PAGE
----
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Tan Tam Mei
The New Paper
Jul 27, 2016
Any man who sees his wife nearly naked on their marital bed with another man would react to a certain degree.
This was the mitigation that SAF military expert Shawnald Lee Hong Heng's lawyer put forth in court yesterday.
In July last year, Lee, 25, returned home to find a man on his bed, next to his wife, who was lying shirtless in bed.
He then punched the man in the face several times because he thought the man was trying to take advantage of her.
Lee was sentenced yesterday in court to five weeks' jail after pleading guilty to voluntarily causing hurt to Mr Donovan Quek Hon Yong, 25.
The incident happened on July 10 at 1.30am at Lee's flat in Yishun.
Investigations revealed that around 1am, Lee's wife, Ms Tricia Wong Kai Yan, 23, had been out drinking with friends at a pub.
She was drunk and her friend, Mr Quek, took her home in a taxi. Lee arrived home at around 1.30am.
His friend, Mr Tan Jing Sheng, 25, waited for him at the void deck of the block while Lee went upstairs.
They had planned to go drinking if Ms Wong was asleep.
The court heard that when Lee entered his bedroom, he saw Mr Quek sitting on their bed, next to his "nearly naked wife" who was lying down and looking drowsy.
He presumed that Mr Quek was trying to take advantage of his wife and punched him several times.
Mr Quek did not retaliate.
Lee stopped only when his wife intervened. It was not stated in court if Lee knew Mr Quek.
Lee then went downstairs and returned to the flat with his friend to get an explanation from his wife.
When Lee saw that Mr Quek was still in his home, he tried to hit him again but Mr Tan restrained him.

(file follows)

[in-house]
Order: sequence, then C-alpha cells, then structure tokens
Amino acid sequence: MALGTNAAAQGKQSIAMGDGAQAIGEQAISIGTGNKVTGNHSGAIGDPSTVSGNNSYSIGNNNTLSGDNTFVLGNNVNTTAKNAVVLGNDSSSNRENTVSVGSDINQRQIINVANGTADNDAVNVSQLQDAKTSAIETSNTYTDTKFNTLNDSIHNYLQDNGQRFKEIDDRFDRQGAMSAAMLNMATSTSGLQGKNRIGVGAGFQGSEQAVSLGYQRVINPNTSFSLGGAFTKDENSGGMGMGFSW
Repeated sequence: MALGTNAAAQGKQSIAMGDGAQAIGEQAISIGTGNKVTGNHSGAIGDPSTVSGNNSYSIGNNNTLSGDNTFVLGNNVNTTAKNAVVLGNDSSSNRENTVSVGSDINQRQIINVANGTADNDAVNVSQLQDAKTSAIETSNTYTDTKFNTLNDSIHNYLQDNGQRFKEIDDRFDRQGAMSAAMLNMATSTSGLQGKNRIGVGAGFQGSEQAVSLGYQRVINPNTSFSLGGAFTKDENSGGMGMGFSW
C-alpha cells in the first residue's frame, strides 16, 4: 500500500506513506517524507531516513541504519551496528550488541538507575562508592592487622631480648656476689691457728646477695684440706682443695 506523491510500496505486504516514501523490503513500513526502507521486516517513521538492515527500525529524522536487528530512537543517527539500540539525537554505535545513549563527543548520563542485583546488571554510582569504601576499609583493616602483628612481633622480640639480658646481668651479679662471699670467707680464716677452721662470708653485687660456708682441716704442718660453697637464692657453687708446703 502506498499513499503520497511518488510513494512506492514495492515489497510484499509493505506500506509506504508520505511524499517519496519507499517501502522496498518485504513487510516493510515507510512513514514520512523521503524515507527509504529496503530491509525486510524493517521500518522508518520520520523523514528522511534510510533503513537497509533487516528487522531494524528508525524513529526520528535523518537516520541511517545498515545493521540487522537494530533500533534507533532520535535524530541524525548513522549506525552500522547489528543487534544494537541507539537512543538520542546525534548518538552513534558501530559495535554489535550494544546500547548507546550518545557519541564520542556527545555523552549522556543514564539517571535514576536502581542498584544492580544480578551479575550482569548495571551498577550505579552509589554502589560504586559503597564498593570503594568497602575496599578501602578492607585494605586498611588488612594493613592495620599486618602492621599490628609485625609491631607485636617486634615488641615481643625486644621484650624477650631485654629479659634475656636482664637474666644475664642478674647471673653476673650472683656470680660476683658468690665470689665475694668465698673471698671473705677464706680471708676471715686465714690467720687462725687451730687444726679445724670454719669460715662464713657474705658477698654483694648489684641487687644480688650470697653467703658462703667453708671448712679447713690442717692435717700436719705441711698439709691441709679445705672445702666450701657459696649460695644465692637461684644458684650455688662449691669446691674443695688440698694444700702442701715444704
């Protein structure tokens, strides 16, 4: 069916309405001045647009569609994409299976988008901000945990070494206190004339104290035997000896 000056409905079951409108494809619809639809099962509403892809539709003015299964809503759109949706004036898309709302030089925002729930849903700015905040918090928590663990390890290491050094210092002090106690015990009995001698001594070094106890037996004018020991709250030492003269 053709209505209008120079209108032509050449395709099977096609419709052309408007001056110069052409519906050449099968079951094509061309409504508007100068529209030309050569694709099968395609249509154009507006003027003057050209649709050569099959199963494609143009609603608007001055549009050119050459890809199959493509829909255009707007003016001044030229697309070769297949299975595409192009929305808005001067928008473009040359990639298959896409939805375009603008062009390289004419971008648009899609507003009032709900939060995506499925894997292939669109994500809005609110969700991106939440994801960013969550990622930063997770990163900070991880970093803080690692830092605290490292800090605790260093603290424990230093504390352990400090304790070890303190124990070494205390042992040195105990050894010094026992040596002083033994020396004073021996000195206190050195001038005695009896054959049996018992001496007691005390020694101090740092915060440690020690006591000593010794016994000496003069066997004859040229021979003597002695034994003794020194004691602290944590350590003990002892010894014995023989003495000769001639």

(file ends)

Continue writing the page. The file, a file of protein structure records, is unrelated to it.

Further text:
Lee's wife then explained that it was a misunderstanding.
Shortly after, Mr Quek made a police report and was taken in an ambulance to Khoo Teck Puat Hospital, where he was treated for his injuries.
In Lee's mitigation, his lawyer, Mr T. M. Sinnadurai, called for a probationary sentence.
He said this was Lee's first brush with the law, and he had a two-year-old daughter and an elderly mother to care for.
Lee's wife has been in a drug rehabilitation centre since February this year for consuming drugs.
Mr Sinnadurai said: "When any man sees his wife on the bed with a man, to a certain degree, he will react... the emotional disturbance of seeing his wife almost naked on the bed, he just lost it."
However, District Judge Lee Poh Choo said Lee went overboard.
Deputy Public Prosecutor Jason Chua said the prosecution could not confirm what Ms Wong was wearing that day.
He said Lee told his lawyer that he had seen his wife shirtless and in her panties when he walked into the bedroom.
But in the statement Lee gave the police, he only said his wife was shirtless, and her legs were covered by a blanket, said the DPP.
Mr Chua also acknowledged that while the incident was a "unique situation", probation was inappropriate.
He asked for a sentence of six to 10 weeks' jail.
For his offence, Lee could have been jailed for up to two years and fined $5,000.
JUDGE: LEE WENT OVERBOARD
District Judge Lee Poh Choo said that while she understood why Shawnald Lee Hong Heng had reacted emotionally to the scene before him, Lee had gone overboard when he severely injured the victim, whom he found sitting on his marital bed with his near-naked wife.
Judge Lee said: "Does that warrant punching the victim several times? Even after his wife intervened, he continued trying to hurt the victim."
Medical reports said Mr Donovan Quek Hon Yong suffered injuries including a black eye, fractures in the eye socket area and loose and chipped teeth.
He was given four days of medical leave and underwent surgery to repair the fractures later that month.
Earlier this year, Mr Quek also had dental implants to replace some teeth.
Judge Lee also took issue with what she perceived to be Lee's lack of remorse due to the absence of an apology or compensation to the victim.
In response, Lee's lawyer, Mr T. M. Sinnadurai, said his client had expressed regret for his actions in the mitigation and also understood the seriousness of the injury he inflicted.
But the judge said: "Words are easy to say. Has he offered compensation, especially since the victim incurred medical expenses?"
Mr Sinnadurai then revealed that Lee had earlier offered $4,000 as compensation for the victim's medical expenses.
But DPP Chua said that while Lee had been willing to make compensation to Mr Quek, no amount was stated, and there was no follow-up after.
The judge then chided Mr Sinnadurai for not knowing whether or not the compensation had been accepted.